NASA has a long history of leveraging the advantages of 3D printing for its operations. They have already made use of EBAM and SLA. This time around, they have developed a new 4D fabric that helps shield space shuttles from meteorites. This new fabric also helps insulate the space vessels from extreme heat.
The material was made by systems engineer Raul Polit Casillas. The fabric is a combination of undisclosed metal substances. One of the ways in which it deters excess heat is that it has 2 sides: one which reflects heat and one that absorbs it. Both these sides work in tandem to produce a thermal control for passive heat management.
Another very promising quality of the fabric is that, as the lead scientists have pointed out, it is programmable. Programmable materials are a product of 4D printing. This allows researchers to install various functions into the fabric in response to factors such as, for example heat or sound. In reaction to these stimuli it can react in kind. This is particularly useful in spaceflight where the environment is so extreme and in need for versatile machineries and materials.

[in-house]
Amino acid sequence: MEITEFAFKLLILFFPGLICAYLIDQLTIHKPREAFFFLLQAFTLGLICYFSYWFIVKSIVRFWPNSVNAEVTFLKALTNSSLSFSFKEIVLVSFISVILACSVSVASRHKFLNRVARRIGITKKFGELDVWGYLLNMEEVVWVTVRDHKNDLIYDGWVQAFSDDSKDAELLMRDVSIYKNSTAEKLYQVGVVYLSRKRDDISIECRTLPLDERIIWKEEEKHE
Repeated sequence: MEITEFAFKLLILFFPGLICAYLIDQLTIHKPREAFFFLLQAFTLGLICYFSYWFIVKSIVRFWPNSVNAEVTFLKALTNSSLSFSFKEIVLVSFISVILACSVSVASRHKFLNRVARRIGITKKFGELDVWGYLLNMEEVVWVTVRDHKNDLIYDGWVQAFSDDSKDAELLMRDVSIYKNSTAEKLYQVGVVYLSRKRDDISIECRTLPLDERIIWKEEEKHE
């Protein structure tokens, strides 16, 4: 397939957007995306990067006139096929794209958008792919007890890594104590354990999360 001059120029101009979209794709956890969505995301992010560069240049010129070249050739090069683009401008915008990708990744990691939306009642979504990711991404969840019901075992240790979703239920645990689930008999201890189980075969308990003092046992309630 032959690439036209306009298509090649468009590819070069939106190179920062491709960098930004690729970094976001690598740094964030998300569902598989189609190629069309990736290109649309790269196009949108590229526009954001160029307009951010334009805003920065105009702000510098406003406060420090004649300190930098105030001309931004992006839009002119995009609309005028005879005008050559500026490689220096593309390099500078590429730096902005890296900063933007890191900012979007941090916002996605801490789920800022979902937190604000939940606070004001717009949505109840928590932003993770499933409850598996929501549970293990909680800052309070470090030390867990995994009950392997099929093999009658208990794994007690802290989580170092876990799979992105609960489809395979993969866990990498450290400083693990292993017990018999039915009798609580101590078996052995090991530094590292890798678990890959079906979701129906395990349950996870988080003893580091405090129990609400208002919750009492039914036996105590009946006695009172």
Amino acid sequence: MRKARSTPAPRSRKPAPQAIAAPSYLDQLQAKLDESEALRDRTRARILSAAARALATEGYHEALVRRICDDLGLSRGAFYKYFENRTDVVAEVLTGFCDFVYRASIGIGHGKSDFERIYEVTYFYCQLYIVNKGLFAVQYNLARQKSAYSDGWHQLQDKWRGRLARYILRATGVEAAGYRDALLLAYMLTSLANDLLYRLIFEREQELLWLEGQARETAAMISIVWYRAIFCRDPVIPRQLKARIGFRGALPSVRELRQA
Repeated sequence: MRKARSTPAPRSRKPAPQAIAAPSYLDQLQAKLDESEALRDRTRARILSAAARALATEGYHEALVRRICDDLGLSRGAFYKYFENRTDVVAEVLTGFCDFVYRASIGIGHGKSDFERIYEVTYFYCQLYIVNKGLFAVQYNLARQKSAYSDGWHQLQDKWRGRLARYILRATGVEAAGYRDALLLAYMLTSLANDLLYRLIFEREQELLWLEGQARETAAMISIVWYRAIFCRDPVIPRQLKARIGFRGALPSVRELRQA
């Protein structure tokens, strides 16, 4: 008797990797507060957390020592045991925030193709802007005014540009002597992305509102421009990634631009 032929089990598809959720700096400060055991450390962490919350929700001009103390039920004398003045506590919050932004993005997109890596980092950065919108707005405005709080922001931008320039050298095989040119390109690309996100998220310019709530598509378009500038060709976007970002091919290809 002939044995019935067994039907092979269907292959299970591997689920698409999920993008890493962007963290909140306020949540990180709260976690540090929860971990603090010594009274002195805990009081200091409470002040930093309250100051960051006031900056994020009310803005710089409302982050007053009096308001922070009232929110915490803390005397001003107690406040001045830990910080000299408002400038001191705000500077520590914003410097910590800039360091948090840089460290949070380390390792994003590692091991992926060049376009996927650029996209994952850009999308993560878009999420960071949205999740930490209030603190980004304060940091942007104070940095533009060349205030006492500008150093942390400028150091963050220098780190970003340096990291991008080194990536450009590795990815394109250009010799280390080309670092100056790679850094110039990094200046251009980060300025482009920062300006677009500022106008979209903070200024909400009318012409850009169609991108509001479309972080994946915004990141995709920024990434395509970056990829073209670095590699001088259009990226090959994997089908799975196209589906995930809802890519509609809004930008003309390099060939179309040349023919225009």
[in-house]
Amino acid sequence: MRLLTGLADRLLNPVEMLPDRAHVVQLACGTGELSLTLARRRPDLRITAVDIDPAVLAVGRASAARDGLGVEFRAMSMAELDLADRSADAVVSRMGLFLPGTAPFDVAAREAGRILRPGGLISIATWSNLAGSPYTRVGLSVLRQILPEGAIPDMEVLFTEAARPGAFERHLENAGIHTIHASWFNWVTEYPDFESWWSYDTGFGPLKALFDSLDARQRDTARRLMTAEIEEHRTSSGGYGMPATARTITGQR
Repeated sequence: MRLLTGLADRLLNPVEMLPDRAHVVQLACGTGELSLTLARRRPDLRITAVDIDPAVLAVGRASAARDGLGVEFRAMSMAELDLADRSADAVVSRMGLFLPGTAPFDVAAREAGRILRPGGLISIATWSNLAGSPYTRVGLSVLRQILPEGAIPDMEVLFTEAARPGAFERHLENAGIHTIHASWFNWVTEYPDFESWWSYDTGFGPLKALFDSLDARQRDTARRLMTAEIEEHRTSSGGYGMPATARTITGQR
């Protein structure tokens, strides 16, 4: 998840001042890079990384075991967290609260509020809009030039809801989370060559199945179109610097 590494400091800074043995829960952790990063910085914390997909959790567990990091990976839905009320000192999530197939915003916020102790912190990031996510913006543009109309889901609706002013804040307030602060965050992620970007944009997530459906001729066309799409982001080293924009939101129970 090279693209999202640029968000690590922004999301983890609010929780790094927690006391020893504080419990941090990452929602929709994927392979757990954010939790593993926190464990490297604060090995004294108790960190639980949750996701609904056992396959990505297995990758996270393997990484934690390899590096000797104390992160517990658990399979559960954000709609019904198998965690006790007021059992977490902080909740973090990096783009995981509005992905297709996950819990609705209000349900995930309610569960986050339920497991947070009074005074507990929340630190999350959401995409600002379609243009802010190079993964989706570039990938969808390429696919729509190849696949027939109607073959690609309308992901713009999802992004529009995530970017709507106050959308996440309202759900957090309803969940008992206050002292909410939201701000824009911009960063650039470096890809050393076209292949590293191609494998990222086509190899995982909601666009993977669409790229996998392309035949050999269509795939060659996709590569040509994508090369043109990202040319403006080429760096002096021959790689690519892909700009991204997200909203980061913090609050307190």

The 4D fabric material is ideal for space flight due to various other properties as well. It is also flexible and foldable, making it ideal for use within the sheath of spacecrafts. In fact, it’s thin and flexible structure also lends it to possible use in space suits themselves. NASA is planning to program it for future applications as well. They have, as of yet, not revealed what the fabric is composed of.
NASA and 3D Printing
Space travel projects, and particularly NASA, have a storied history together. Many space exploration programs have made great use of 3D printing. As mentioned earlier, NASA frequently use EBAM (electron beam additive manufacturing) to develop space tech.
NASA (and even air travel companies) find the ease of use that 3D printing allows to be a very handy. It has also allowed them to experiment with many different materials. NASA has supported 3D printing in other ways as well. One of which is encouraging the creation of products in space through competitions like the 3D printed habitat challenge.